PALLAS

People Involved: 
Bor-Yiing Su
People Involved: 
Bryan Catanzaro
People Involved: 
Chao-Yue (Colby) Lai
People Involved: 
Ekaterina Gonina
People Involved: 
Jike Chong
People Involved: 
Kurt Keutzer
People Involved: 
Mark Murphy
People Involved: 
Matthew Moskewicz
People Involved: 
Michael Anderson
People Involved: 
Narayanan Sundaram
Status: 
Active

PALLAS stands for Parallel Applications, Libraries, Languages, Algorithms, and Systems. We believe that productive development of applications for an emerging generation of highly parallel micro processors is the preeminent programming challenge of our time. Consequently, our goal is to enable the productive development of efficient parallel applications by domain experts, not just parallel programming experts. We believe that the key to the design of parallel programs is software architecture, and the key to their efficient implementation is frameworks. In our approach, the basis of both is design patterns and a pattern language. Borrowed from civil architecture, the term design pattern means solutions to recurring design problems that domain experts learn. A pattern language is simply an organized way of navigating through a collection of design patterns to produce a design. The computational elements of Our Pattern Language (see http://parlab.eecs.berkeley.edu/wiki/patterns/patterns) are built up from a series of computational patterns drawn largely from thirteen motifs . We see these as the fundamental software building blocks that are then composed using the structural patterns of Our Pattern Language drawn from common software architectural styles , such as pipe‐and‐filter. A software architecture is then the hierarchical composition of computational and structural patterns, which we subsequently refine using lower‐level design patterns.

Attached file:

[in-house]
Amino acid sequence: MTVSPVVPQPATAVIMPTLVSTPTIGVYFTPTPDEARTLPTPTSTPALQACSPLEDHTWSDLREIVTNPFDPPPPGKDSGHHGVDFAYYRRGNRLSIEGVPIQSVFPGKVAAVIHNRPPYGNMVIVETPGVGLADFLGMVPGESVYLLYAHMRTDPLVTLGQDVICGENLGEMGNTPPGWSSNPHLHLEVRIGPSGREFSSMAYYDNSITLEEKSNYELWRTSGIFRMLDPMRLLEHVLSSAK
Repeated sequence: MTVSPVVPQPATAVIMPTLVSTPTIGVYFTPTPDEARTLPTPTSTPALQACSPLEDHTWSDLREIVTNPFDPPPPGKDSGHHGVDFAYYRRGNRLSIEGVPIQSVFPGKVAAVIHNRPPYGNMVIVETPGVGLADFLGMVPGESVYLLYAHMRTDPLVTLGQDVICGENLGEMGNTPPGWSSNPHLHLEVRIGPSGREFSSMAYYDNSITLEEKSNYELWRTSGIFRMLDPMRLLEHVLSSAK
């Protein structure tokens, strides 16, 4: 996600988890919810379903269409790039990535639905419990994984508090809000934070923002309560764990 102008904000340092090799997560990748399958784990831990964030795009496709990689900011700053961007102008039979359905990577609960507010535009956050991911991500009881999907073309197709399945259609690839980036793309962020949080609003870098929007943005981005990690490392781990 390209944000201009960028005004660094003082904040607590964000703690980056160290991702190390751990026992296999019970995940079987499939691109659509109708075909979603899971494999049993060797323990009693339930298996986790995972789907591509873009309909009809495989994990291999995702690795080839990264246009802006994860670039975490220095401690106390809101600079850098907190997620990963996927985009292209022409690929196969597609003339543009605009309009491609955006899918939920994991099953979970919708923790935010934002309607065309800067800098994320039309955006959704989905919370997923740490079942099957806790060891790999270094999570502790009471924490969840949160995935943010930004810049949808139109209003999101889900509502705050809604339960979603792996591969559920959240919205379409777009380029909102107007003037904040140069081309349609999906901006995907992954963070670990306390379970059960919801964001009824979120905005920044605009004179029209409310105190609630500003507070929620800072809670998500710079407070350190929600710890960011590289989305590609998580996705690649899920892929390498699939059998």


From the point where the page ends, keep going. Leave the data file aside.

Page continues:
To test and demonstrate our approach to parallel software development we have applied a pattern-oriented approach to parallel software development to a broad range of applications in computer vision, speech recognition, quantitative finance, games, and natural language translation. We have first used patterns and Our Pattern Language as conceptual tools to aid in the design and implementation of the applications.

Our current publications are listed at: http://parlab.eecs.berkeley.edu/wiki/pallas/publication_list
More information about our research, see our wiki at: http://parlab.eecs.berkeley.edu/wiki/pallas/

Collaborators: 
Intel
Collaborators: 
Microsoft
Collaborators: 
National Instruments
Collaborators: 
NVIDIA
Collaborators: 
Samsung Electronics